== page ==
My name is Carlos Quiles, I was born in 1981 in Badajoz, a Spanish town near the Portuguese border.

I have studied Law and Management – I began with Economics, but decided later to go practical – at Universidad Carlos III de Madrid, spent some time in Cambridge, made some undergraduate courses in German culture and language at Middlebury College, spent a year in the Humboldt Universität zu Berlin as Erasmus student (in Volks- und Betriebswirtschaftslehre), and I also made some courses for Bachelor of Laws (LLB) at University of London external programme, although my passion were always languages. During all those years in Madrid I studied – with courses and self-study methods alike – a wide range of languages, from English to Basque, always without really finishing any of them – if finishing studying a language is actually possible.

I travel frequently to Portugal, and I’ve also been in Paris, Zurich and Prague, although I think I haven’t traveled that much outside Spain – I just don’t like sightseeing, I prefer to meet different people, and one cannot do that by spending 2 weeks in a foreign city.

I worked some time for a Broker Financial Group, but left it and spent a year to set in motion a dream about a future United Europe under one common language, Proto-Indo-European – or, more exactly, the North-West Indo-European dialect of Late Proto-Indo-European. A common country where we can move and communicate with others as US citizens do in their country, not just as exchange students or workers, or to sell or buy things. And, at the same time, I wanted a Indo-European Language Revival to be based in our poor and remote Raya regions, Extremadura Centro Alentejo, and more specifically in the Eurocity Badajoz-Elvas, to promote it in the European Union. Thus, we created the ‘Indo-European Language Revival project’ to be led by the ‘Dnghu Group’ to promote the use of Late Proto-Indo-European as a living language, and have since received some help from the University and the Regional Government through public companies. It was then incorporated into an Association, and recently changed its name to Academia Prisca.

After that “Europajom” drop-out sabbatical year, instead of just continuing my studies in social sciences I repeated the Exam for Access to University for the option Biology and Clinical studies, and I studied Medicine at the University of Extremadura. I finished in four years the 6-year study plan (less than three years between first and last exam), and during that time I finished by degrees in Law and Business Administration in distance programs by the Open University of Catalonia, studying in Catalan. I successfully completed the residency in Orthopaedic Surgery (2012-2017), and I currently work in the Pediatric department of the Orthopaedic Surgery service at the regional hospital. Since 2013 I entered postgraduate studies, first obtaining the official Master of Science degree in Biomedical Sciences (2013), and then continuing with doctorate program (2013-2017), successfully defending my PhD thesis (about knee anatomy) in May 2017, which I am in the process of publishing in medical journals.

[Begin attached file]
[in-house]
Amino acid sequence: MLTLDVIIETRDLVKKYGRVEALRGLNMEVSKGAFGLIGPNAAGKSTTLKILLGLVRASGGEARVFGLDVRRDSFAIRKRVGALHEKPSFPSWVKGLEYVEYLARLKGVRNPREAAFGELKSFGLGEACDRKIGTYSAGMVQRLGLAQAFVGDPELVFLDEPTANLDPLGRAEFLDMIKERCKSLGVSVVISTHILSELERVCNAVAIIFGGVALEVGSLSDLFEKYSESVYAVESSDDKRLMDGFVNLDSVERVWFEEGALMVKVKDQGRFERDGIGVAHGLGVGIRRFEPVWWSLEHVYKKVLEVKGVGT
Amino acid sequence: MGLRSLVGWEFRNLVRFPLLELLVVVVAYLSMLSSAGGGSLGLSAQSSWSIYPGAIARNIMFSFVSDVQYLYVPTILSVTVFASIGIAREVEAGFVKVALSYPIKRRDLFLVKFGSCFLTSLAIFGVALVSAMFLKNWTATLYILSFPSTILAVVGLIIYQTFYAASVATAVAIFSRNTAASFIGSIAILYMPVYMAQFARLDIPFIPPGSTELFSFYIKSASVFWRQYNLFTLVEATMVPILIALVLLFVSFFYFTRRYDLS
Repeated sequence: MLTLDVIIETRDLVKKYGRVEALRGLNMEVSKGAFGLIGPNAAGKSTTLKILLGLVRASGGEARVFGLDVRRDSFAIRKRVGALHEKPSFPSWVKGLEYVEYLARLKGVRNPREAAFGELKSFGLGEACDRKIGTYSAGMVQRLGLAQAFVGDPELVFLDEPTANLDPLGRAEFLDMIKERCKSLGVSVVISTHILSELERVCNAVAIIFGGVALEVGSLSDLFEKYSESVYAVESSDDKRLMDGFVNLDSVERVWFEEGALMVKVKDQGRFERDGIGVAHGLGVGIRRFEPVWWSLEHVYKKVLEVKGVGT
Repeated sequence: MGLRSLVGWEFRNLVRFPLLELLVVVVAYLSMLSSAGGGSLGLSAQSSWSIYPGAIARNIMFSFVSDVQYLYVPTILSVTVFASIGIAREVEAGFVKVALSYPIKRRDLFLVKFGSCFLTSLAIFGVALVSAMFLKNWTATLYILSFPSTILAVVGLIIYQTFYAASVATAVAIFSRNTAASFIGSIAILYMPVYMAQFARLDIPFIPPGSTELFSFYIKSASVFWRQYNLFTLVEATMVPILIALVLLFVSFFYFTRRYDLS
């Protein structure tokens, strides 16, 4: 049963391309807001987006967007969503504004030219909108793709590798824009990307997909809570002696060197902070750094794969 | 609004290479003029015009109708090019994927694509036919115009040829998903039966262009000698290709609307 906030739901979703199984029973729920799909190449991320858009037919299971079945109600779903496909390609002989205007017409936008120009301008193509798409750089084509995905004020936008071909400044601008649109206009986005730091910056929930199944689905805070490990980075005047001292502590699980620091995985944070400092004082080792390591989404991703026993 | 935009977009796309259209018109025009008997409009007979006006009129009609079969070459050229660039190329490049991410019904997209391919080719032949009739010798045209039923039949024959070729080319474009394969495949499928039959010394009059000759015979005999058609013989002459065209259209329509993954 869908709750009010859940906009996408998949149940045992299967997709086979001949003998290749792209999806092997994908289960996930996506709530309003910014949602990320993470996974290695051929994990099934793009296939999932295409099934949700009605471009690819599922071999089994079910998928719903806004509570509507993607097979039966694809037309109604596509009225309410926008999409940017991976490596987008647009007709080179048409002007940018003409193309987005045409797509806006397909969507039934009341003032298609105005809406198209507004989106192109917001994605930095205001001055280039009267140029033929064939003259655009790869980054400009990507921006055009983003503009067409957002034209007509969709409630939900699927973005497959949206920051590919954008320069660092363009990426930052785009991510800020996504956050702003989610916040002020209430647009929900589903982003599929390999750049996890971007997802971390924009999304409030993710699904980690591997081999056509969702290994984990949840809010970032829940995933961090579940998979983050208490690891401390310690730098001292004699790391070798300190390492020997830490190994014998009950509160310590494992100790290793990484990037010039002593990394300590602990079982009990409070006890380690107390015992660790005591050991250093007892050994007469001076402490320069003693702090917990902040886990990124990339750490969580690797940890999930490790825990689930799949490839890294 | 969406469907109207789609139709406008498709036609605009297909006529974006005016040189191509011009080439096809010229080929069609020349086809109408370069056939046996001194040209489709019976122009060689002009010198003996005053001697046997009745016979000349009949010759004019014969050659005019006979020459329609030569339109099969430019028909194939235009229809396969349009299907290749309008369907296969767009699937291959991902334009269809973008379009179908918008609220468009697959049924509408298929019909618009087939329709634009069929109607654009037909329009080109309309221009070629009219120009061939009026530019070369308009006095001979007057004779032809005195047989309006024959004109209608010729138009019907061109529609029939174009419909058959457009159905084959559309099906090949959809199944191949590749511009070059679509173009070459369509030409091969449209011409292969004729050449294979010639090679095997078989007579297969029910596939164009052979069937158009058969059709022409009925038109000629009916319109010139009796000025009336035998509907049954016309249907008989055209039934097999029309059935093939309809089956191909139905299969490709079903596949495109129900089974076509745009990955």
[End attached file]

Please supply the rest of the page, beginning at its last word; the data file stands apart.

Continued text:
In the meantime, I have been learning GNU Linux (especially webserver) administration, as well as PHP and MySQL, which – with my previous knowledge in HTML and CSS, allow me to create not just customizable websites, but also some interesting programming projects. I have also learned Java, and I am eager to learn Javascript, but cannot find the time…

I helped create the specialized language learning centre Biblos Idiomas, which is integrated with the Academia Biblos education company

I am always trying to invest some time in all these activities, and also in my multiple interests and projects, among them: reading about national politics and economics of the United Kingdom, Germany, Russia and Lebanon; language learning (specially self-study), finishing my Arabic studies and continuing with my basic Chinese; reading and watching science fiction and fantasy, be it books, comics, tv series or films; drawing (especially anatomy and maps); and pen-and-paper role-playing games (especially to design rules and settings as game master), etc.

I am not fully proficient in any language, but I think I could say I speak Spanish, English and German; I also speak French, Portuguese, Catalan, Italian, Russian, Dutch and Arabic well enough understand the written and spoken language; and I can read and understand Latin, Ancient Greek and Sanskrit. I could probably understand different European and other Indo-European languages, since I studied in the past (but never got to a good level) Swedish, Norwegian, Czech, Polish, Basque. I was in the process of learning Chinese, but left it in a basic level.

I am especially interested in dialects, and thus in minority and regional languages too; in fact, I began this project to unify Europeans under a common language, so that we can all learn our plurilinguistic heritage, instead of letting it die while struggling to learn English, German, French, Spanish, Russian, Italian,… I created a project to revitalize our western Iberian regional languages (Galician-Portuguese and Asturian-Leonese dialects), and I came to the idea of reviving Indo-European in Easter 2004, when reading about the history of Extremadura, seeing inscriptions in Lusitanian, an Indo-European Celtic-like dialect that was spoken in zones of modern southwestern Spain and central Portugal, just before the Roman invasion. It was so similar to Latin, that I thought Proto-Indo-European had to be just as similar…

You can contact me at cquiles@academiaprisca.org.